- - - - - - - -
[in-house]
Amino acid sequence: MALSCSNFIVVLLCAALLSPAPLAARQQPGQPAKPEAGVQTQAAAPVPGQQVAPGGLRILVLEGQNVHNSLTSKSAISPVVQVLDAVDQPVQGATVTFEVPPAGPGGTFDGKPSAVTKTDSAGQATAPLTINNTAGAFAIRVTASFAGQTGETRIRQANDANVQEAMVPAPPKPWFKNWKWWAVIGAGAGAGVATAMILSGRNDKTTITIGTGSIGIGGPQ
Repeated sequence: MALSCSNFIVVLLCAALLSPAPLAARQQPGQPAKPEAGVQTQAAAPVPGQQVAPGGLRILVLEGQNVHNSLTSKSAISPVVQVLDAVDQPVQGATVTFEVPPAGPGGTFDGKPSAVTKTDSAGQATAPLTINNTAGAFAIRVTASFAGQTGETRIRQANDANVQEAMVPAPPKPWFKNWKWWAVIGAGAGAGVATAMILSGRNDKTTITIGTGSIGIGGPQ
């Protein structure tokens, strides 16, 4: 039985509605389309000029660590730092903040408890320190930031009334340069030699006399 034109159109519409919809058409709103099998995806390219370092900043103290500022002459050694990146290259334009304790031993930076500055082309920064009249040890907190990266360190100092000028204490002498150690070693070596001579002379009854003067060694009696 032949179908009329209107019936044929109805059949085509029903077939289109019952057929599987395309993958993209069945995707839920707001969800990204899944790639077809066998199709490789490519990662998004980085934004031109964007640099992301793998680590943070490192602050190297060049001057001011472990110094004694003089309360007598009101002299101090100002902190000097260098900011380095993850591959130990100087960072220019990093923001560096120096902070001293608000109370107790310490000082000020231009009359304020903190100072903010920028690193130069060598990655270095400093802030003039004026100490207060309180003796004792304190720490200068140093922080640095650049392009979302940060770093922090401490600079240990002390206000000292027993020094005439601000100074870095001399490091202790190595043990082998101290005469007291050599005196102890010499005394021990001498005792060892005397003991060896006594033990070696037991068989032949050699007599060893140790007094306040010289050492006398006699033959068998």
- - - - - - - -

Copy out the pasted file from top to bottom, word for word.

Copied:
[in-house]
Amino acid sequence: MALSCSNFIVVLLCAALLSPAPLAARQQPGQPAKPEAGVQTQAAAPVPGQQVAPGGLRILVLEGQNVHNSLTSKSAISPVVQVLDAVDQPVQGATVTFEVPPAGPGGTFDGKPSAVTKTDSAGQATAPLTINNTAGAFAIRVTASFAGQTGETRIRQANDANVQEAMVPAPPKPWFKNWKWWAVIGAGAGAGVATAMILSGRNDKTTITIGTGSIGIGGPQ
Repeated sequence: MALSCSNFIVVLLCAALLSPAPLAARQQPGQPAKPEAGVQTQAAAPVPGQQVAPGGLRILVLEGQNVHNSLTSKSAISPVVQVLDAVDQPVQGATVTFEVPPAGPGGTFDGKPSAVTKTDSAGQATAPLTINNTAGAFAIRVTASFAGQTGETRIRQANDANVQEAMVPAPPKPWFKNWKWWAVIGAGAGAGVATAMILSGRNDKTTITIGTGSIGIGGPQ
């Protein structure tokens, strides 16, 4: 039985509605389309000029660590730092903040408890320190930031009334340069030699006399 034109159109519409919809058409709103099998995806390219370092900043103290500022002459050694990146290259334009304790031993930076500055082309920064009249040890907190990266360190100092000028204490002498150690070693070596001579002379009854003067060694009696 032949179908009329209107019936044929109805059949085509029903077939289109019952057929599987395309993958993209069945995707839920707001969800990204899944790639077809066998199709490789490519990662998004980085934004031109964007640099992301793998680590943070490192602050190297060049001057001011472990110094004694003089309360007598009101002299101090100002902190000097260098900011380095993850591959130990100087960072220019990093923001560096120096902070001293608000109370107790310490000082000020231009009359304020903190100072903010920028690193130069060598990655270095400093802030003039004026100490207060309180003796004792304190720490200068140093922080640095650049392009979302940060770093922090401490600079240990002390206000000292027993020094005439601000100074870095001399490091202790190595043990082998101290005469007291050599005196102890010499005394021990001498005792060892005397003991060896006594033990070696037991068989032949050699007599060893140790007094306040010289050492006398006699033959068998």